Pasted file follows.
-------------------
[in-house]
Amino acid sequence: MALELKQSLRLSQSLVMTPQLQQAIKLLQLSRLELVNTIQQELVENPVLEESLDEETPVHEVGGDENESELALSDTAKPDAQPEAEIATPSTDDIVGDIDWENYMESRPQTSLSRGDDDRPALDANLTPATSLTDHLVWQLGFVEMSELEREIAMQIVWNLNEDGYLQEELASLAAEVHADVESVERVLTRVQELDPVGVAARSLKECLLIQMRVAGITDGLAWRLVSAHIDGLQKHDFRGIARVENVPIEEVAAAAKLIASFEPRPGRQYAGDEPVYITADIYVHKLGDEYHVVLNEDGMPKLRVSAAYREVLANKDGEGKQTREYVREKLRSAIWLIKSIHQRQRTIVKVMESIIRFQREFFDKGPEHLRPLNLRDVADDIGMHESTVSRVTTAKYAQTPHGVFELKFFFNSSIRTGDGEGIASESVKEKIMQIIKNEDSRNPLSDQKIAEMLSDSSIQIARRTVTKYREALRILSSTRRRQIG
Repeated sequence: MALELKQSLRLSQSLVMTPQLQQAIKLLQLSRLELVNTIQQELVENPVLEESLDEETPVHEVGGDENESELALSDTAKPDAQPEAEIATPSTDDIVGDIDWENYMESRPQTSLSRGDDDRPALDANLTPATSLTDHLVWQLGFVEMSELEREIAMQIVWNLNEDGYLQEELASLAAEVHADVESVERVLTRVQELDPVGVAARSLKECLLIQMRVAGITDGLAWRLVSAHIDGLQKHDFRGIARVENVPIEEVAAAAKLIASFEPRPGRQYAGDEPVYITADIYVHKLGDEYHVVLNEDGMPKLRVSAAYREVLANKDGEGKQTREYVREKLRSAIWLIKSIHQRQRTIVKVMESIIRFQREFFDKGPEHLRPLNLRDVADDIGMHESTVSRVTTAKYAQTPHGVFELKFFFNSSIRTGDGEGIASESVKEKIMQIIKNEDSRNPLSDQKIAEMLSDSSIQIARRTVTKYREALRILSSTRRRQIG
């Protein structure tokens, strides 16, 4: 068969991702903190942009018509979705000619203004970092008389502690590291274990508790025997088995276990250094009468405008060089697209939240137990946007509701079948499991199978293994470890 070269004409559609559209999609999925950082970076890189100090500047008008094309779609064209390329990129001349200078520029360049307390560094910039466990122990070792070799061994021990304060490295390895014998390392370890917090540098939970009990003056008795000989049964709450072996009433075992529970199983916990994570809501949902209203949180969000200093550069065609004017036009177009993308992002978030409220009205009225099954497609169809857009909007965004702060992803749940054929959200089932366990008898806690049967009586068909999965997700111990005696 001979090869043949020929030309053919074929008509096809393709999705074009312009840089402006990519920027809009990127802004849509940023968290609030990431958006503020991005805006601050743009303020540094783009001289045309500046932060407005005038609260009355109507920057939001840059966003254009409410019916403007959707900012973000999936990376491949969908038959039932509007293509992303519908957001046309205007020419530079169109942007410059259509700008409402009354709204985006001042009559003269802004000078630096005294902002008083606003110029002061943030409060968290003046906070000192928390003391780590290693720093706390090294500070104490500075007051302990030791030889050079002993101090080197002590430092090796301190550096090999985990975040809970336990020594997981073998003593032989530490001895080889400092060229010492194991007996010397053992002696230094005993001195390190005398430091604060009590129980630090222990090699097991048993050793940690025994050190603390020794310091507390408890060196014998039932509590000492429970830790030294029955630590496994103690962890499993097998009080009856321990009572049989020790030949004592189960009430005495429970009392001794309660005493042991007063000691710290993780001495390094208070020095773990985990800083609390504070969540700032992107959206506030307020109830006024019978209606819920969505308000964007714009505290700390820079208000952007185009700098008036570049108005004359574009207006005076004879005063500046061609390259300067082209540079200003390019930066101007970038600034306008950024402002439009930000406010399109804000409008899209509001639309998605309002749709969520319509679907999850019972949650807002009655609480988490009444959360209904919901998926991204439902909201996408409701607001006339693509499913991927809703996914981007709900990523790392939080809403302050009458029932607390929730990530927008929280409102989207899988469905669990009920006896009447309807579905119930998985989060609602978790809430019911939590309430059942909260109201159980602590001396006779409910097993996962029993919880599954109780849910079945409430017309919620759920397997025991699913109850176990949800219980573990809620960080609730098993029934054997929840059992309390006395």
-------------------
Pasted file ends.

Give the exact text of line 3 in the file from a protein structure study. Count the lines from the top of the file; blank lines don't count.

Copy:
Repeated sequence: MALELKQSLRLSQSLVMTPQLQQAIKLLQLSRLELVNTIQQELVENPVLEESLDEETPVHEVGGDENESELALSDTAKPDAQPEAEIATPSTDDIVGDIDWENYMESRPQTSLSRGDDDRPALDANLTPATSLTDHLVWQLGFVEMSELEREIAMQIVWNLNEDGYLQEELASLAAEVHADVESVERVLTRVQELDPVGVAARSLKECLLIQMRVAGITDGLAWRLVSAHIDGLQKHDFRGIARVENVPIEEVAAAAKLIASFEPRPGRQYAGDEPVYITADIYVHKLGDEYHVVLNEDGMPKLRVSAAYREVLANKDGEGKQTREYVREKLRSAIWLIKSIHQRQRTIVKVMESIIRFQREFFDKGPEHLRPLNLRDVADDIGMHESTVSRVTTAKYAQTPHGVFELKFFFNSSIRTGDGEGIASESVKEKIMQIIKNEDSRNPLSDQKIAEMLSDSSIQIARRTVTKYREALRILSSTRRRQIG